As f0dder mentioned in his original post, it would allow you to set up your OS exactly how you want it and then transfer to real hardware.  You can experiment without the fear of doing an irreparable screwup that would require having to reinstall or restore an image - with a VM you could just turn it off telling it to ignore any changes made, (well in VirtualPC you can, I don't know about VMware, VirtualBox, Parallels Workstation).

I believe it will function much the same as Acronis' Universal Restore does, basically remove all reference to any installed hardware drivers and prompt you for replacements if it can't find what it wants during restore, (for IDE/SCSI/SATA devices so it can do the restore), after that, I believe, Vista (or Win7) should detect all hardware changes and install appropriate drivers from the CAB files.

But, never fear, having been convinced by a discount to purchase PDM2009Suite - the experiment continues as I try to get a recalcitrant basic Win7 install out of it's secure nesting place in VirtualPC onto a genuine 4 year old laptop :)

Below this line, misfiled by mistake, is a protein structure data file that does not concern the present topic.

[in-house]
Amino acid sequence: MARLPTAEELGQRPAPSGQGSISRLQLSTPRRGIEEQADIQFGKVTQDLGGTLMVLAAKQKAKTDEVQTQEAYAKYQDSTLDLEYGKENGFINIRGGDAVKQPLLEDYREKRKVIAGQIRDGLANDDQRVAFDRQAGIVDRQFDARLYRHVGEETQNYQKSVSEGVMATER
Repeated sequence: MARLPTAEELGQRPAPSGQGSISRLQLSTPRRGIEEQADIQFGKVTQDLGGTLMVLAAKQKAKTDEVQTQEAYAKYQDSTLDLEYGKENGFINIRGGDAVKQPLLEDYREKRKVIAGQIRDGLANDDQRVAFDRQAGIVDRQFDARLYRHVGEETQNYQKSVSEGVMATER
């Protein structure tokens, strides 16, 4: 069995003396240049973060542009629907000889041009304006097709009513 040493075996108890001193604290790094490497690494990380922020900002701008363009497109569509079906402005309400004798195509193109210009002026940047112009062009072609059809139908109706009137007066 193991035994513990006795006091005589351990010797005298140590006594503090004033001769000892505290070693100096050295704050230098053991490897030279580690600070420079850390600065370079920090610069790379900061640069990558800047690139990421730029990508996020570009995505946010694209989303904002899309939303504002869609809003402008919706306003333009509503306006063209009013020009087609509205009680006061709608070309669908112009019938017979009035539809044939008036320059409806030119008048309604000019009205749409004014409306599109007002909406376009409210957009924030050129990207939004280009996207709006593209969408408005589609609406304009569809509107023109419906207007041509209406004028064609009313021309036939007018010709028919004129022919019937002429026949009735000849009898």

Actually I wasn't totally convinced by the discount, I've found over the last 2 weeks or so that I actually enjoy using Paragon products and their Rescue Media is just magic compared to Acronis' basic offering.

This is not an ad for Paragon but if anyone's interested, PM me for the link to a 30% discount until the 24th.
« Last Edit: May 15, 2009, 03:04:45 AM by 4wd »

f0dder

  • Charter Honorary Member
  • Joined in 2005
  • ***
  • Posts: 9,029
  • [Well, THAT escalated quickly!]
    • View Profile
    • f0dder's place